Vet versus veteran ... not to mention all the others. Mark Schembri and Merle Parrish face up to their opposition in the banana cake category at the Show yesterday. Photo: Peter Rae
HE IS responsible for all 13,000 animals at the Sydney Royal Easter Show but the real pressure for Mark Schembri is in the cake judging pavilion.
The 33-year-old has been the chairman of the veterinary committee for three shows. In 2009 he travelled to Harvard University as a John Monash Scholar to learn how best to prevent infectious diseases among the Show's animals.
But when he can, Dr Schembri trades overalls for oven mitts.
His infatuation with baking started in 2004 when he and three friends entered a Sydney Royal cake contest for a bit of a laugh.
"We quickly realised that the competition is fierce and taken very seriously and we weren't to make a joke of it," he said. "Before we knew it, we were hooked and wanted to do well."
Early attempts brought three disqualifications - for breaching length restrictions, for putting almonds in a sultana cake and for using orange-flavoured icing instead of lemon.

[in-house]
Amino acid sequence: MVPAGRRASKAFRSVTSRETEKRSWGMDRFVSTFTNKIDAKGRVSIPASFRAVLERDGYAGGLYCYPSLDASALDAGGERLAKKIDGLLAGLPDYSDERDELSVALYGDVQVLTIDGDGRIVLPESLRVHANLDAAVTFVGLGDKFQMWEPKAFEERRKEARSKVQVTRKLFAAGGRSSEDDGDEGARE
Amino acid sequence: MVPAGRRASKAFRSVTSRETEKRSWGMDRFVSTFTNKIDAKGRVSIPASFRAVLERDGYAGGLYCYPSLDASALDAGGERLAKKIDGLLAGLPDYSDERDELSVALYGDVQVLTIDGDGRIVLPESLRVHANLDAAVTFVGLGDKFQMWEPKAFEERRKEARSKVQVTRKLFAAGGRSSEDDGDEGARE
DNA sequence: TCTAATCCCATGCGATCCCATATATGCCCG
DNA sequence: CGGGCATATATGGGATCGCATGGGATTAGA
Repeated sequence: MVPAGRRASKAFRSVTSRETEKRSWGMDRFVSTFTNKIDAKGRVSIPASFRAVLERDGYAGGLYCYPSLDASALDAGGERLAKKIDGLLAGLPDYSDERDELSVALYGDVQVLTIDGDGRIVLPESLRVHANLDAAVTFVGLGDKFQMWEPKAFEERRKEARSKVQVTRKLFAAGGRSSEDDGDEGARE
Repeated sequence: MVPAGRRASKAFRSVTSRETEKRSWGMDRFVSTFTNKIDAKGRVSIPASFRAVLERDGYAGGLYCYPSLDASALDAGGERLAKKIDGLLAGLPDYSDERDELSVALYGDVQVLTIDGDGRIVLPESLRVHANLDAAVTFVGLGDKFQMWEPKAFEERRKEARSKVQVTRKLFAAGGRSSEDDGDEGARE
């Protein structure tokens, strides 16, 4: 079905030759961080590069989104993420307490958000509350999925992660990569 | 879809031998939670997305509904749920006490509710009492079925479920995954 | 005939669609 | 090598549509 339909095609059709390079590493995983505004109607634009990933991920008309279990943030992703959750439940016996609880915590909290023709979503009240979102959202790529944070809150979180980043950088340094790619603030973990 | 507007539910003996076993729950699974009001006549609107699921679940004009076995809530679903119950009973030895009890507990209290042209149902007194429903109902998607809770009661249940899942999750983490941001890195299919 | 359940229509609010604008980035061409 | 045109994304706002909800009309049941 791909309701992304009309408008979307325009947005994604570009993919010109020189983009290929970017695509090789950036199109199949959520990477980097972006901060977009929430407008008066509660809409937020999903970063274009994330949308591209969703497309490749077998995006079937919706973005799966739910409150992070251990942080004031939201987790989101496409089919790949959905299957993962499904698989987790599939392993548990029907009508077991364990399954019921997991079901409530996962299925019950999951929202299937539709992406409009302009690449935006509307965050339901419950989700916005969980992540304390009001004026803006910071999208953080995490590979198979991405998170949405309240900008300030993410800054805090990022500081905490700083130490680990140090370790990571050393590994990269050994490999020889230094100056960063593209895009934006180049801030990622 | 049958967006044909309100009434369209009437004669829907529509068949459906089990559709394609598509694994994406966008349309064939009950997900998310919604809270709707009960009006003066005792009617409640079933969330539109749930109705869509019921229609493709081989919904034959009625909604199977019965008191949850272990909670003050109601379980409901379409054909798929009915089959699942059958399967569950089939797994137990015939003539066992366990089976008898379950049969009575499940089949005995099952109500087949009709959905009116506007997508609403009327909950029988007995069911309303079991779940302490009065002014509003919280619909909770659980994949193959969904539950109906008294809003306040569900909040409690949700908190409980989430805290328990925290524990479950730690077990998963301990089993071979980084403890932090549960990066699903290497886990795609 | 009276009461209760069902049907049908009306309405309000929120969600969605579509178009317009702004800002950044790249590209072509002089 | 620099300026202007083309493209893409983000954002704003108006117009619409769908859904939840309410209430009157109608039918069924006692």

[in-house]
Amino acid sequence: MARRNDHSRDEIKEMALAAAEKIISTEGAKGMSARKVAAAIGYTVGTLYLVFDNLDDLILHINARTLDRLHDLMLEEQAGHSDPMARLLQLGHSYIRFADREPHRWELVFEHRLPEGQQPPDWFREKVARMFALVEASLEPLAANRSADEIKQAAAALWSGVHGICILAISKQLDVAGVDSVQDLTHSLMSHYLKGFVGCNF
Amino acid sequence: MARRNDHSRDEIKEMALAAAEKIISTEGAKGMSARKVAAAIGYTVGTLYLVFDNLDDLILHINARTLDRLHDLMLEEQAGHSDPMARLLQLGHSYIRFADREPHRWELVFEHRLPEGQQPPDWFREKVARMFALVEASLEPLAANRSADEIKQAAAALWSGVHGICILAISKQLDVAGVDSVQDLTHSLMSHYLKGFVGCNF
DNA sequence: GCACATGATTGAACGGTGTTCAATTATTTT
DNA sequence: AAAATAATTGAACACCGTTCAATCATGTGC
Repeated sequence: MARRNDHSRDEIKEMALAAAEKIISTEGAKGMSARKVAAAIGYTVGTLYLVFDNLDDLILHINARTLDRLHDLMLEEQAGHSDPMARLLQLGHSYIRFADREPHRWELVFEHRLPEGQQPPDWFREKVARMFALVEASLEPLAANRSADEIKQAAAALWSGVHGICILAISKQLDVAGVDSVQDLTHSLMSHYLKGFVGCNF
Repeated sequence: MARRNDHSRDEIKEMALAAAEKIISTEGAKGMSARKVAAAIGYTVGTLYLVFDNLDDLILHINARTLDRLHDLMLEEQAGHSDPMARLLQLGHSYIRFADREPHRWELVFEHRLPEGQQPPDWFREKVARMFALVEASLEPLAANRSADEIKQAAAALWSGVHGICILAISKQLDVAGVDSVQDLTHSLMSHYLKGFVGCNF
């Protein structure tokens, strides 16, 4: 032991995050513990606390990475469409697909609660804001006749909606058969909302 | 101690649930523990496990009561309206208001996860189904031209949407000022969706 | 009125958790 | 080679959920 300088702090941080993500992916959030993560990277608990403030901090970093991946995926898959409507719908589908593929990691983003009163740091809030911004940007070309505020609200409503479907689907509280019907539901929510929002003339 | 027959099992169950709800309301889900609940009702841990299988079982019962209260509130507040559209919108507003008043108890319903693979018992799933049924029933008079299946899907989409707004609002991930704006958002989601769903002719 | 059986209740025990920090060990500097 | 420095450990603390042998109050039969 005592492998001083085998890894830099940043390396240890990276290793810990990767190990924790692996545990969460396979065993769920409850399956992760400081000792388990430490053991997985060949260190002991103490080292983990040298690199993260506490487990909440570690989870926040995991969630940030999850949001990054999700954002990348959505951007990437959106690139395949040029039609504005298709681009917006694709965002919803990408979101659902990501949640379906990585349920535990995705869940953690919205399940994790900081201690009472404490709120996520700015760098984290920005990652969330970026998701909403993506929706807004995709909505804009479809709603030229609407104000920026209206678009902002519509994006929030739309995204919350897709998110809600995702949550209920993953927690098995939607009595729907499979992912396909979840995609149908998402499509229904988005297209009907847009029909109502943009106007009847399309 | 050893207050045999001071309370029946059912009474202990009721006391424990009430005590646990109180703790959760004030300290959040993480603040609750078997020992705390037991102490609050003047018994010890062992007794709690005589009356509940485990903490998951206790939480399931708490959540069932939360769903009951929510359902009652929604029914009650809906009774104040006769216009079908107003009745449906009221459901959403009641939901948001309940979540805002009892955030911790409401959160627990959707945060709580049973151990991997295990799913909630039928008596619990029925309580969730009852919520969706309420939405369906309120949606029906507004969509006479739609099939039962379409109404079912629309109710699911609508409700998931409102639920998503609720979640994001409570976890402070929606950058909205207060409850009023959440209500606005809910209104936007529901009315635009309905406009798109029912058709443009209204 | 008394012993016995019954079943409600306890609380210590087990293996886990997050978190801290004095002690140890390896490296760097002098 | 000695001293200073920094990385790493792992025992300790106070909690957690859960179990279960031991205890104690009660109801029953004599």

His luck turned in 2006 when he met baking champion Merle Parrish, a life member of the Country Women's Association.
"I saw a lady smiling away and she seemed to be winning everything," said the Maroubra-born vet. "So I humbly approached her and asked for some guidance."
A fortnight later, he baked a cake, packaged it in a lunchbox and sent it 300 kilometres by express post to Cudal in the state's central west.
Ms Parrish, who rose to fame via MasterChef last year, judged the cake and offered feedback.
Dr Schembri posted 10 cakes that year and claimed second place in the sultana cake category at the following Show.
"He's a great student," said Ms Parrish, who currently has the top-selling cookbook in Australia. "He rings eight or nine times every night when he's cooking."
When it came time to learn how to ice his creations, Dr Schembri spent a few weekends in Ms Parrish's kitchen.
Yesterday at the Show he went head to head with his mentor in the banana cake category. He didn't win - the cake's bottom was too soft - and nor did Ms Parrish.
But that hasn't deterred him. "I'm not stopping until I get that blue ribbon," Dr Schembri said.
"He's never given up," said Ms Parrish, who has been baking for 72 years. "Since that very first day, he's never given up.''